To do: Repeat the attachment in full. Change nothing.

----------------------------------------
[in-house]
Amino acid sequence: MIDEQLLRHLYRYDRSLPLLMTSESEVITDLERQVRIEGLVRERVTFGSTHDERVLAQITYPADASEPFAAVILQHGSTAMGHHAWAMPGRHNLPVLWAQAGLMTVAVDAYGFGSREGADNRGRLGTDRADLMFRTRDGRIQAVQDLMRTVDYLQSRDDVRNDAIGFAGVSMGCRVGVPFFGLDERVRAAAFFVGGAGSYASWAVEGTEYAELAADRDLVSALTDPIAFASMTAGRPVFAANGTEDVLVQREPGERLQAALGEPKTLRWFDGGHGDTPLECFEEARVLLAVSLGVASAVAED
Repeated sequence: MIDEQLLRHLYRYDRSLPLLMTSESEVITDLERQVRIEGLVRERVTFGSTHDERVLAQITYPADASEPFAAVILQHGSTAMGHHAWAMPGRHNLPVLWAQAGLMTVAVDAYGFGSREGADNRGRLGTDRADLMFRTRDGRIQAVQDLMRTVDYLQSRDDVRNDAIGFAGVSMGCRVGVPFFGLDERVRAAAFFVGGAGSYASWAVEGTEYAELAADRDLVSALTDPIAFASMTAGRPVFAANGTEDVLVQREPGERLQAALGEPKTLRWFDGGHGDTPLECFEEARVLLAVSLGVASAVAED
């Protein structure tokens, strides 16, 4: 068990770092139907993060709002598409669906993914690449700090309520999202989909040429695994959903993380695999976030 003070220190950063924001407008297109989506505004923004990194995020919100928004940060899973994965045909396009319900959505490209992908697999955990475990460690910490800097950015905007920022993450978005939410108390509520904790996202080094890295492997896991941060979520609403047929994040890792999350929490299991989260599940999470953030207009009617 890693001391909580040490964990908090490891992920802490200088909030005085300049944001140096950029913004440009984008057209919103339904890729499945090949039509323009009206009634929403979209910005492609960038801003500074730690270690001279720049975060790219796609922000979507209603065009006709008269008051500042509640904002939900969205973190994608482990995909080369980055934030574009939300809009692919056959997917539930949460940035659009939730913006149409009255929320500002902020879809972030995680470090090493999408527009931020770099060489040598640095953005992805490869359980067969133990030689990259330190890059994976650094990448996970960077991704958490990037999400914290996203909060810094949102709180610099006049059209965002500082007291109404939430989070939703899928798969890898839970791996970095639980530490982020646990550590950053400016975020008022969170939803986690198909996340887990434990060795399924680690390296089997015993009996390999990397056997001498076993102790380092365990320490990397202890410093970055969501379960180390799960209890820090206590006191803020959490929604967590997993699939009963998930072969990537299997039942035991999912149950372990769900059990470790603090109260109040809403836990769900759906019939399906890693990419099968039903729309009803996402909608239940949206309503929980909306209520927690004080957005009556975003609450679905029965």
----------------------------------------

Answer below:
[in-house]
Amino acid sequence: MIDEQLLRHLYRYDRSLPLLMTSESEVITDLERQVRIEGLVRERVTFGSTHDERVLAQITYPADASEPFAAVILQHGSTAMGHHAWAMPGRHNLPVLWAQAGLMTVAVDAYGFGSREGADNRGRLGTDRADLMFRTRDGRIQAVQDLMRTVDYLQSRDDVRNDAIGFAGVSMGCRVGVPFFGLDERVRAAAFFVGGAGSYASWAVEGTEYAELAADRDLVSALTDPIAFASMTAGRPVFAANGTEDVLVQREPGERLQAALGEPKTLRWFDGGHGDTPLECFEEARVLLAVSLGVASAVAED
Repeated sequence: MIDEQLLRHLYRYDRSLPLLMTSESEVITDLERQVRIEGLVRERVTFGSTHDERVLAQITYPADASEPFAAVILQHGSTAMGHHAWAMPGRHNLPVLWAQAGLMTVAVDAYGFGSREGADNRGRLGTDRADLMFRTRDGRIQAVQDLMRTVDYLQSRDDVRNDAIGFAGVSMGCRVGVPFFGLDERVRAAAFFVGGAGSYASWAVEGTEYAELAADRDLVSALTDPIAFASMTAGRPVFAANGTEDVLVQREPGERLQAALGEPKTLRWFDGGHGDTPLECFEEARVLLAVSLGVASAVAED
């Protein structure tokens, strides 16, 4: 068990770092139907993060709002598409669906993914690449700090309520999202989909040429695994959903993380695999976030 003070220190950063924001407008297109989506505004923004990194995020919100928004940060899973994965045909396009319900959505490209992908697999955990475990460690910490800097950015905007920022993450978005939410108390509520904790996202080094890295492997896991941060979520609403047929994040890792999350929490299991989260599940999470953030207009009617 890693001391909580040490964990908090490891992920802490200088909030005085300049944001140096950029913004440009984008057209919103339904890729499945090949039509323009009206009634929403979209910005492609960038801003500074730690270690001279720049975060790219796609922000979507209603065009006709008269008051500042509640904002939900969205973190994608482990995909080369980055934030574009939300809009692919056959997917539930949460940035659009939730913006149409009255929320500002902020879809972030995680470090090493999408527009931020770099060489040598640095953005992805490869359980067969133990030689990259330190890059994976650094990448996970960077991704958490990037999400914290996203909060810094949102709180610099006049059209965002500082007291109404939430989070939703899928798969890898839970791996970095639980530490982020646990550590950053400016975020008022969170939803986690198909996340887990434990060795399924680690390296089997015993009996390999990397056997001498076993102790380092365990320490990397202890410093970055969501379960180390799960209890820090206590006191803020959490929604967590997993699939009963998930072969990537299997039942035991999912149950372990769900059990470790603090109260109040809403836990769900759906019939399906890693990419099968039903729309009803996402909608239940949206309503929980909306209520927690004080957005009556975003609450679905029965």